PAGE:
Understanding Abstract Art


Abstract art has been an integral part of my artistic journey and I value its contribution to fine art as much as I value realism, abstract expressionism, mannerism, and all the other isms that comprise fine art. Since the birth of abstract art over a hundred years ago, a birth often attributed to the Russian painter Wassily Kandinsky ( 1866 – 1944 ), this unique form of artistic expression has continued to divide the camp into two opposing factions to this very day. Many say “it’s not art” ( expletives deleted ) avowing to support by whatever means possible periodic revivals of realism. We are in such a period now with the advent and growing popularity of academies. Others stand by modernism in all forms of abstraction, from the absurd to the popular, pledging never to return to those staid disciplines of yesteryear. Real abstract art ( somewhat of an oxymoron ) flourishes somewhere in between. Understanding abstract art is not complicated. Once you get past the void of decorative arts and the volume of voices who claim “everyone is an artist,” you will discover a rich tapestry of emotion and thought that comprises abstract art. Realism presents the viewer an artist’s interpretation or representation of the world in its complexity and simplicity. Abstraction presents the viewer an artist’s reaction to the world in its complexity and simplicity. Realism expresses the outer world and abstract expresses the inner world. Realism mimics the outer world in a variety of styles and techniques whereas abstraction expresses the inner world in a variety of styles and techniques. Realism hopes to answer “what is it?” whereas abstraction hopes to answer “what is it saying?” To some this may be an oversimplification of our divided camp.

A great classical scholar told me many years ago that the word “abstract” simply means to “draw from”. Abstraction draws from a life’s experience of real and imaginary images, from knowledge and feelings, from emotion to devotion, the simple and the complex, and mixes it with skill, discipline and excellence, to create expression from the human spirit. When you look at abstract work, don’t clamour for an image you can identify. Wait for a moment, let the work “speak” to you and allow you a glimpse of what the artist was thinking, what he or she was feeling and what the artist wants to say. Sometimes it’s just your reaction to colours, or specific shapes, or an overall texture, that will be the voice. I believe one also can learn to acquire an understanding and appreciation of abstract art, as much as one needs to acquire understanding and appreciation of the classics.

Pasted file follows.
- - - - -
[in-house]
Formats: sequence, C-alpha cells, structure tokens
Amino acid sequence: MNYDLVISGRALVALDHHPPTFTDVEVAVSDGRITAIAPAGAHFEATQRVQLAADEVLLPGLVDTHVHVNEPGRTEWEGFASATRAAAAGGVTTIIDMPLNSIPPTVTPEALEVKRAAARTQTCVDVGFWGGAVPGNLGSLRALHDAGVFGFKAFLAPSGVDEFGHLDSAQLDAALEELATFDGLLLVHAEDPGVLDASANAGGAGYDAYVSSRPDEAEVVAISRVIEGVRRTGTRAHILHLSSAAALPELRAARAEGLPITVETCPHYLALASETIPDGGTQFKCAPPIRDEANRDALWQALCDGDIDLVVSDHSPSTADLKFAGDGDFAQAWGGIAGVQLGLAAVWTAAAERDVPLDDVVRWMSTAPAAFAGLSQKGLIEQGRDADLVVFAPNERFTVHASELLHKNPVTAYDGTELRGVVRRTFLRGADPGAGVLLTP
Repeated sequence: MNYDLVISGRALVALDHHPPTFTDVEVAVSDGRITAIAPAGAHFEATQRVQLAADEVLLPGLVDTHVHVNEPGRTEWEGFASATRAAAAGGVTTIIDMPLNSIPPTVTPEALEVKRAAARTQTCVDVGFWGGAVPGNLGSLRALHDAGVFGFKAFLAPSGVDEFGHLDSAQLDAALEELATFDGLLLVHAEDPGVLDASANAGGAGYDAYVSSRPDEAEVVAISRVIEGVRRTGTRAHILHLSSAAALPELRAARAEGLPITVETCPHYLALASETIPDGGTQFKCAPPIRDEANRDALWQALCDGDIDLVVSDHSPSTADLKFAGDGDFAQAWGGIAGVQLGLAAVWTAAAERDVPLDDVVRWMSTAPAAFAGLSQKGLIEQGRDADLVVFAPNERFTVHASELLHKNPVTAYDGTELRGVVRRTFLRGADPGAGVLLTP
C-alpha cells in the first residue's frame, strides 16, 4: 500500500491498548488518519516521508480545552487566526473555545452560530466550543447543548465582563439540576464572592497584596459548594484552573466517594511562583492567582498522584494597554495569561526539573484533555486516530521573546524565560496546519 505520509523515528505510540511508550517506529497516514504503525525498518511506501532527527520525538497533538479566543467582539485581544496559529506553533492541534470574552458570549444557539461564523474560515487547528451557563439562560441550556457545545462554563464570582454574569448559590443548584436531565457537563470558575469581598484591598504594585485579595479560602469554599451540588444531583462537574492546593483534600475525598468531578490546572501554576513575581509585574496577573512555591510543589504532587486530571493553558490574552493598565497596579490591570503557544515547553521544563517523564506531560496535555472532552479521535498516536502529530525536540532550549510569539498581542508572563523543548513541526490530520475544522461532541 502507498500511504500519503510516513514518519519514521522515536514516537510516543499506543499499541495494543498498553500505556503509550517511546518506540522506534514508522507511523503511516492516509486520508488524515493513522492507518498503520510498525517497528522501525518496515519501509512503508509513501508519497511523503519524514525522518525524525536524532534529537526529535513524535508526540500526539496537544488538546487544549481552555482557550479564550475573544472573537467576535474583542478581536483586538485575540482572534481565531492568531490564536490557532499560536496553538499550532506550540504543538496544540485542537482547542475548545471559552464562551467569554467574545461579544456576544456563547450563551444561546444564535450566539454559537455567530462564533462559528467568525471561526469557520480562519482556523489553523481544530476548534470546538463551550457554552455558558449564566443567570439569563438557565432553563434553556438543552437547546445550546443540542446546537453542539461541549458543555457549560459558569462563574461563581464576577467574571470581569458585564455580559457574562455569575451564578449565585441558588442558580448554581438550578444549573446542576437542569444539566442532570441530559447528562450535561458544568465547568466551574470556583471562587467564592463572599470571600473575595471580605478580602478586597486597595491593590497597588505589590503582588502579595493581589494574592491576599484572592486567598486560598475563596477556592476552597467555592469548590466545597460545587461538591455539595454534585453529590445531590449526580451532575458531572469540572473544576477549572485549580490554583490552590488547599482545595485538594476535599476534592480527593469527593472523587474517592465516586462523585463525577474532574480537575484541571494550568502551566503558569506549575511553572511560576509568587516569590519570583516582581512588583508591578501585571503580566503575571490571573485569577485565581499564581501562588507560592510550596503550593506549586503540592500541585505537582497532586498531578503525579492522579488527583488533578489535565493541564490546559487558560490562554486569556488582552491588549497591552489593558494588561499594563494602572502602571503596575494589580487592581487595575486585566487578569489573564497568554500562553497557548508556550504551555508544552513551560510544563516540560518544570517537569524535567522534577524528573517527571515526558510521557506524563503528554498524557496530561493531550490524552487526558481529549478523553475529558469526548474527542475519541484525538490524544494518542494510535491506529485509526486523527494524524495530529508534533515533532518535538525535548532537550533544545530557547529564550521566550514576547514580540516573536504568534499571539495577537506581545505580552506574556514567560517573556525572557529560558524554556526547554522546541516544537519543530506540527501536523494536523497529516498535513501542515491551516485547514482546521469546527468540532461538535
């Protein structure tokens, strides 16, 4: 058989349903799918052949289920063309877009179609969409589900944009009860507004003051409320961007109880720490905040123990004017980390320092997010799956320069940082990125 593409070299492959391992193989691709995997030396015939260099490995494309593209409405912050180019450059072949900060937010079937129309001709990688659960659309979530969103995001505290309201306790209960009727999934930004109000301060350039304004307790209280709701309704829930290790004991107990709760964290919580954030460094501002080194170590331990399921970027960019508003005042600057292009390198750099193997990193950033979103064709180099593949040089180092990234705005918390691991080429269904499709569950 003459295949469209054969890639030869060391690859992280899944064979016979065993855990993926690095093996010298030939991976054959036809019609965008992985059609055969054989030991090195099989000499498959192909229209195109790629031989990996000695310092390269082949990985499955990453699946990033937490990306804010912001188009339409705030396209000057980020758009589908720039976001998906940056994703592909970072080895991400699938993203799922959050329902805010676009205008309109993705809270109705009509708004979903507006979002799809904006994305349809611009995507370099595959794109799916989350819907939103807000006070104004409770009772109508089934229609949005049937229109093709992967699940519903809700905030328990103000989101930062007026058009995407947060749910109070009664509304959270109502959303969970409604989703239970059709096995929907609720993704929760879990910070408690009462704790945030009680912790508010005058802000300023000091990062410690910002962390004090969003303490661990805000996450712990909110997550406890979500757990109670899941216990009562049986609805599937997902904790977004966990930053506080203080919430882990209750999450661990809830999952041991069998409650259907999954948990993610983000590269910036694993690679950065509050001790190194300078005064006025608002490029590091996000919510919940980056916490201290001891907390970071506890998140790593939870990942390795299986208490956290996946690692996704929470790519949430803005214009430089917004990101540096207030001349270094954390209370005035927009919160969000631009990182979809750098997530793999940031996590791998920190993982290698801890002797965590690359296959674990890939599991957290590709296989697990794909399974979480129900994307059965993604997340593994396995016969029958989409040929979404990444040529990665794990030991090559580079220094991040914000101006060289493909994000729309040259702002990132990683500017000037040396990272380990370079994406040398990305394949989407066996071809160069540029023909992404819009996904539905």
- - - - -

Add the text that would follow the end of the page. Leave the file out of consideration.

We live in an instant cyberspace age, and if “it don’t look like an Elvis on canvas, it’s not art.” There are many times when I sit and meditate at Berry Point, a special place near my studio, where the view is a panoramic canvas of ocean, distant snow-capped mountains, vast skies, and towering trees, when I am aware I am not there just to “capture” the image. Realism or a photograph may assist in the “capture,” albeit it with an inherent failure because of the sheer size of the original. But it’s my response, my thoughts that dwell wherever my spirit takes them, my feelings, and my emotions that paint a more “real” image. Abstract art wants to express that spirit. Realism offers a ready goal to aim for and if the artist is good at it, he or she can reach that goal. Abstract art offers no ready goal and often it’s a struggle to “say what you really want to say.” I close with a thought that came to my mind as I was working on a series of abstract paintings, while that corner of the studio where I have drawn endless realism remained quiet. I haven’t lost my desire to draw realistically, but just as the weather changes consistently and often dramatically over the Pacific northwest, so the weather and seasons of my art change, sometimes dramatically. “It’s great to soar with the eagles and to fly to limits unknown, but it’s terrifying when I cannot find a place to land. And before I realize it, a ‘box’ creeps up on me trying to contain me and keep me where I land. Instead I push to fly again. The drawings and paintings I have been working on are an expression of the tension between flying and landing, between the spiritual and the natural, the eternal and the temporal, the real and the abstract.” © 2007, Gerrit Verstraete